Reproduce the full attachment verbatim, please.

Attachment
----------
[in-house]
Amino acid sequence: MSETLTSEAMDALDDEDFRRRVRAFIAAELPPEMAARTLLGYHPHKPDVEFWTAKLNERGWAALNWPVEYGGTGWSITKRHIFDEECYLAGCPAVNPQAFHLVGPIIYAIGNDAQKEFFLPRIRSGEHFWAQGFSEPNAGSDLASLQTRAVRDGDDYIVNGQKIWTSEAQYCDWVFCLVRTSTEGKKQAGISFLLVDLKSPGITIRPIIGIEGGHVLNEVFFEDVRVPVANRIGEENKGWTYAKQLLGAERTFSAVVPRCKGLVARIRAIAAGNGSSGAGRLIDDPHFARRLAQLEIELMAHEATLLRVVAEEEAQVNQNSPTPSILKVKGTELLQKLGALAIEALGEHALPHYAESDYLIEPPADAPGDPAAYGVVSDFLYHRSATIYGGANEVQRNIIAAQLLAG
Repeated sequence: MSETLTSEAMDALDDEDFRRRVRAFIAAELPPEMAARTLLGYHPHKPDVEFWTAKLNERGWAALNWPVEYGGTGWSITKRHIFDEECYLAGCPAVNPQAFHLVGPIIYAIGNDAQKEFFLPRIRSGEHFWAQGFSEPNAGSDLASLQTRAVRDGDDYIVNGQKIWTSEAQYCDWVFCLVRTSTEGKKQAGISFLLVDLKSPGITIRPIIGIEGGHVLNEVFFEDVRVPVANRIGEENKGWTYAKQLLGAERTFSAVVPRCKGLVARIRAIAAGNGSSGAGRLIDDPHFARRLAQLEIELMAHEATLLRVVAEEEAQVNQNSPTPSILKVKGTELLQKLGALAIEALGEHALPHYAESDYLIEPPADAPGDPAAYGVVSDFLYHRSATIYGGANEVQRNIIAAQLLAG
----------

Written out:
[in-house]
Amino acid sequence: MSETLTSEAMDALDDEDFRRRVRAFIAAELPPEMAARTLLGYHPHKPDVEFWTAKLNERGWAALNWPVEYGGTGWSITKRHIFDEECYLAGCPAVNPQAFHLVGPIIYAIGNDAQKEFFLPRIRSGEHFWAQGFSEPNAGSDLASLQTRAVRDGDDYIVNGQKIWTSEAQYCDWVFCLVRTSTEGKKQAGISFLLVDLKSPGITIRPIIGIEGGHVLNEVFFEDVRVPVANRIGEENKGWTYAKQLLGAERTFSAVVPRCKGLVARIRAIAAGNGSSGAGRLIDDPHFARRLAQLEIELMAHEATLLRVVAEEEAQVNQNSPTPSILKVKGTELLQKLGALAIEALGEHALPHYAESDYLIEPPADAPGDPAAYGVVSDFLYHRSATIYGGANEVQRNIIAAQLLAG
Repeated sequence: MSETLTSEAMDALDDEDFRRRVRAFIAAELPPEMAARTLLGYHPHKPDVEFWTAKLNERGWAALNWPVEYGGTGWSITKRHIFDEECYLAGCPAVNPQAFHLVGPIIYAIGNDAQKEFFLPRIRSGEHFWAQGFSEPNAGSDLASLQTRAVRDGDDYIVNGQKIWTSEAQYCDWVFCLVRTSTEGKKQAGISFLLVDLKSPGITIRPIIGIEGGHVLNEVFFEDVRVPVANRIGEENKGWTYAKQLLGAERTFSAVVPRCKGLVARIRAIAAGNGSSGAGRLIDDPHFARRLAQLEIELMAHEATLLRVVAEEEAQVNQNSPTPSILKVKGTELLQKLGALAIEALGEHALPHYAESDYLIEPPADAPGDPAAYGVVSDFLYHRSATIYGGANEVQRNIIAAQLLAG